At Mount Hermon, I learned so much and felt God so intensely among the giant redwoods, I cried all the way to the airport when it was time to go home. I even tried to convince my husband to move there. (Here’s a photo of me and a redwood at Mount Hermon.)
Once home, the first thing I did was form a prayer team to support me and my family along the writing journey. (Spouses and children of writers are the true saints of the world.) Then, I started re-writing. And re-writing. And re-writing. And I read. Fiction and nonfiction. And every book about the art of writing I could get my hands on, including those by Brandilyn Collins, Stephen King, Anne Lamott, and William Zinsser. I started tweaking my web site and seeking more opportunities to speak (platform-building). Then, I submitted a new proposal to an agent I met at Mount Hermon.
And was rejected.
So, I started re-writing and re-writing again. I bought Nonfiction Book Proposals that Grab an Editor or Agent by the Throat (in a good way) from Mary DeMuth. Then, at the suggestion of a friend, I submitted a query and proposal to Rachelle Gardner.
I was doubtful. (Remember, I had queried her before.)
And strung out on anxiety.
Anyone who follows Rachelle’s blog knows she’s tough. Really tough. But I knew I had to try. I’d written a totally different book, and I’d become a different writer.
I didn’t want to check my email. Yet, I checked my email obsessively. I didn’t want to follow Rachelle’s tweets, yet I checked them 5 times a day (sorry, Rachelle). If she tweeted about “crushing a writer’s dreams” or blogged about “horrible proposals,” I was sure she was writing about me (because if you’re a neurotic writer like me, it’s always “all about you”).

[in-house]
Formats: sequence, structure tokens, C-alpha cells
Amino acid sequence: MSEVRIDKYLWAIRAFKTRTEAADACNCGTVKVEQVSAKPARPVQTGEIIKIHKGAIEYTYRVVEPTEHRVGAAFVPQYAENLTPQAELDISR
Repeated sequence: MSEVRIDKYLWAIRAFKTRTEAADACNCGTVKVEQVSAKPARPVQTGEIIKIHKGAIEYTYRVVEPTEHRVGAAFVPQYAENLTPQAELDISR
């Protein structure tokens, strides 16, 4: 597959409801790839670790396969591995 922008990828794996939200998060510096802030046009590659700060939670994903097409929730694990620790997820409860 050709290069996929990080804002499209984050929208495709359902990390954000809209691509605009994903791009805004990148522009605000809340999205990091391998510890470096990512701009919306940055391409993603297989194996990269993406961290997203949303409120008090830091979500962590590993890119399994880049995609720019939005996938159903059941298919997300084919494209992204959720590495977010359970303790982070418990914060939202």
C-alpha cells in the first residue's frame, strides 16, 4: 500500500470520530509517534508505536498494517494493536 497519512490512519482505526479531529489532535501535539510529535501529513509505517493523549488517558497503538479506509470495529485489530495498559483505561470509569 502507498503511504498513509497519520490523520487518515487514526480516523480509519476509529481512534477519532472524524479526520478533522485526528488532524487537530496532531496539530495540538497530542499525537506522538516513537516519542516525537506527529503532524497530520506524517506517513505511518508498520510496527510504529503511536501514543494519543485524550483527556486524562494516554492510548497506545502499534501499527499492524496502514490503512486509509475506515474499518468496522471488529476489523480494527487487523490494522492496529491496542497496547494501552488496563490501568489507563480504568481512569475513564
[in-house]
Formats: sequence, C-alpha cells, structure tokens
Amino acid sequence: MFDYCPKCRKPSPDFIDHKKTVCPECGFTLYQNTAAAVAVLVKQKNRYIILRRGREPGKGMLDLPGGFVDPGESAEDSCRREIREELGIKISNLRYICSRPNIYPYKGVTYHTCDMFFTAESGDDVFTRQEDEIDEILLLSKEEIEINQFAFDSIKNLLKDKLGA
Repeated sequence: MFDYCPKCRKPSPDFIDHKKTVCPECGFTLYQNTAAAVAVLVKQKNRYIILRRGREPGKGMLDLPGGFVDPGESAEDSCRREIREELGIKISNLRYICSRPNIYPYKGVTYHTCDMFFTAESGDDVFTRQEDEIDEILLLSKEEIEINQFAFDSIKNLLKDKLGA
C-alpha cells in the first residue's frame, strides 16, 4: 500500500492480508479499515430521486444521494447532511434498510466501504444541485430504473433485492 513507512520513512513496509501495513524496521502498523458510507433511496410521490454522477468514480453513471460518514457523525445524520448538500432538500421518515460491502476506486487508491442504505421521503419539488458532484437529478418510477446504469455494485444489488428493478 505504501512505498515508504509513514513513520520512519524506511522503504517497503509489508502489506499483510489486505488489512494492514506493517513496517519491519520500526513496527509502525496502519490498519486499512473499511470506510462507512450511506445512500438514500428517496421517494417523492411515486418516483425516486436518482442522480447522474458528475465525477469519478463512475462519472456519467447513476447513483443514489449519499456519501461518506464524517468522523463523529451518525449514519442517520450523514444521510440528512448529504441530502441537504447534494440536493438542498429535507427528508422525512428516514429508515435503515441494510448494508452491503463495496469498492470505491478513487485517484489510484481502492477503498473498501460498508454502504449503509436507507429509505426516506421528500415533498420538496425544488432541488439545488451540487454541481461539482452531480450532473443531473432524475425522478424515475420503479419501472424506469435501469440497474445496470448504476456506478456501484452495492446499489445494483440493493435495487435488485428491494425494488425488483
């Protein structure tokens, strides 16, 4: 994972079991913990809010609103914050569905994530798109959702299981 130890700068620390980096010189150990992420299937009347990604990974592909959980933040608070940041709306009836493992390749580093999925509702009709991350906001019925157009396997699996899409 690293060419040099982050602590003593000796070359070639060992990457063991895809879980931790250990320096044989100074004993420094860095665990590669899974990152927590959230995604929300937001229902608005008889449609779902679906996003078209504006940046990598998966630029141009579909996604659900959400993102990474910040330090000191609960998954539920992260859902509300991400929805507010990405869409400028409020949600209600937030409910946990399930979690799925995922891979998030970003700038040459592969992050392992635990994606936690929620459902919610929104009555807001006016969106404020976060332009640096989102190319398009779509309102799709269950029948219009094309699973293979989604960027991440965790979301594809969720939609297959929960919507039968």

Three months later, I’d pretty much given up.
But it wasn’t.
She called later that week and gave me assignments. She said she hoped I was writing down her suggestions. I promptly scooped myself up off the floor and tried to remember what a pen looked like, grabbed one, and started taking notes.
She was calm and professional, and I squealed like a school girl.
She tried to rein me in by making small talk, asking when I got married. I couldn’t even remember my husband’s name, let alone when we got married.
Yeah, it went sorta like that. (Clearly I’ll never be her first choice client for live interviews.)
A couple weeks later (and thanks to my friend Kathy Richards), I’ve calmed down enough to write this all down for you, although I’ve violated every blog-length rule in the process.
And this is what I’ll say in summary: If you are a writer, don’t give up. I thought my writing sucked. I thought I sucked. I thought the time and re-writes and prayer requests were all vain and purposeless. But each time I started rolling down that hill of self-pity, I heard God whisper, “I gave you a gift. I gave you a story. Now it is your responsibility to use those. And use them wisely.”
Which is what He requires from each of us, after all. To use our gifts for Him, no matter what those gifts may be.
The roller coaster ride’s not over. In many ways, it’s just beginning. And so I press on . . . deeper into God . . . to Whom I credit this strange and wacky and wonderful journey. It is, after all, for Him I write. And for whomever needs to find hope and joy from the words He helps me pen.
As my now-eight-year-old said the morning I danced around the kitchen after receiving Rachelle’s email, ”There’s no turnin’ back now, Mama!”